Medicaid patients could be hardest hit by health insurance changes, but everyone will feel it
This time last year, Sara LeTellier was checking into inpatient treatment for substance abuse. Like others who gathered at Cowley Park on Saturday night to share stories about the Affordable Care Act, commonly known as Obamacare, LeTellier was able to sign up for Medicaid and start treatment for addiction and bipolar disorder.
The House Republicans' health care plan doesn't begin to fix the state's health care issues — so Idaho itself is taking a crack at it
If there were any place you'd expect a Republican attempt to replace Barack Obama's Affordable Care Act — Obamacare — to receive enthusiastic support, it would be in deep-red Idaho. But even in Idaho, the public and politicians are wary.
States of emergency declared in waterlogged Spokane County; plus, Lahren's pro-choice stance enrages her former right-wing allies
FLOODING CONCERNS If you haven't noticed, spring runoff has flooded local rivers and washed out dozens of roads in Spokane County.
Frustrated with decades of crumbling concrete, neighbors proposing property tax levy to fix broken sidewalks
Some sidewalks have cracks. The sidewalks near the intersection of 12th Avenue and Adams Street look more like they have seismic fault lines.
How local high schools are trying to meet the increasing demand for skilled manufacturing jobs
Unlike many of his peers, Wyatt Harris has never been too interested in pursuing a four-year degree at a university. Harris, wearing a camouflage New York Giants hat during his manufacturing class, says his path is simpler.
WA's Eastern District will get new U.S. Attorney; plus, state House passes bill revoking rapists' parental rights
ORMSBY OUT Last week, MIKE ORMSBY stepped down from his post as U.S. Attorney for the Eastern District of Washington.
Homeowners in northeast Washington are already preparing for wildfire season
Though patches of snow still dot the ground off much of 4 Mound Road, some in that part of the Nine Mile Falls community already are preparing for wildfire season. Crews from Washington's Department of Natural Resources worked in the rain Monday morning to thin branches and small trees near North Samek Lane, using chainsaws to cut down pines and then loading the debris into a chipper.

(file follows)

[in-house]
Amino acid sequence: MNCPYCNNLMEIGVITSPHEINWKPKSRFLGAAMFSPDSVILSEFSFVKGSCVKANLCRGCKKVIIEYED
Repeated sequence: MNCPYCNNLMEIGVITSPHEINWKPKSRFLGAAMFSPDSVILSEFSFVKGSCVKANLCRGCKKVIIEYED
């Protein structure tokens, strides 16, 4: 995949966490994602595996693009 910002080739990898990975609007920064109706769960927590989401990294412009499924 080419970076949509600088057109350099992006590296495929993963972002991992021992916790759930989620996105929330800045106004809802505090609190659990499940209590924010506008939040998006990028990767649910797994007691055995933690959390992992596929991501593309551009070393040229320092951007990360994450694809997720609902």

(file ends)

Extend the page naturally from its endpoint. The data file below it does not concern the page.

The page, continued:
How 'smart' is Larry Haskell's brand of justice?
Larry Haskell doesn't negotiate with chronic criminals.
At the Spirit of America rally, Republicans set aside their internal divisions to bask in the glow of the nascent Trump presidency — but for how long?
Trump supporters don't have to whisper anymore. At least, not here, not at the pro-Trump Spirit of America rally on Saturday in Spokane Valley.
House passes legislation that could make new district a reality; plus, a SPD cop is disciplined in connection with rape investigation
PORT IN ANY STORM Spokane could get a countywide PORT DISTRICT before 2020 if legislation passed through the state House succeeds in the Senate.
BNSF will remove coal deposits from spots along the Columbia River after the Spokane Riverkeeper and other groups settled a suit
A few years back, volunteers working with the Spokane Riverkeeper walked under railroad bridges and trestles in Spokane, searching for coal that might have fallen from passing trains. They found chunks of the black substance in different places over the course of several months, including next to Hangman Creek (also known as Latah Creek), says Jerry White, Jr., the current Spokane Riverkeeper.
The gig economy promised independence and flexibility for workers who use apps like Uber to get by — but the reality has been more challenging
The gig economy rests upon a simple yet powerful concept: connection. An art teacher logs on to Rover.com and connects with someone who pays her to take care of his dog while he's out of town.
Coders and web developers are dialing into the hive mind of local coworking spaces
Dan Siddoway turns everywhere he goes into his own office. Laptop in tow, you can often find him typing web code in a booth at Thomas Hammer Coffee or designing a website at an Iron Goat Brewery table.
Spokane residents rent out their space on sites like Airbnb, but few follow city rules
Whether it's contortionists on the way to their next tour stop, or parents visiting a daughter in hospice care, at the end of the day visitors need a place to rest and recharge that doesn't break the bank. That's why many turn to hosts who post their guest room, their basement or their apartment on rental sites like VRBO and Airbnb.
The business of buying and reselling thrifted stuff online continues to be a lucrative moneymaker for some
You know the saying: One man's trash is another man's treasure. And for the many secondhand goods resellers in the Spokane/Coeur d'Alene area, this familiar adage literally describes what these folks do; some full time and others as a way to pad their day-job income.
Tutoring apps can supplement a teacher's income, or in some cases become a full-time job
Lauren Andresen considers herself a teacher, but she doesn't have a classroom. She teaches from coffee shops, but her students can be thousands of miles away.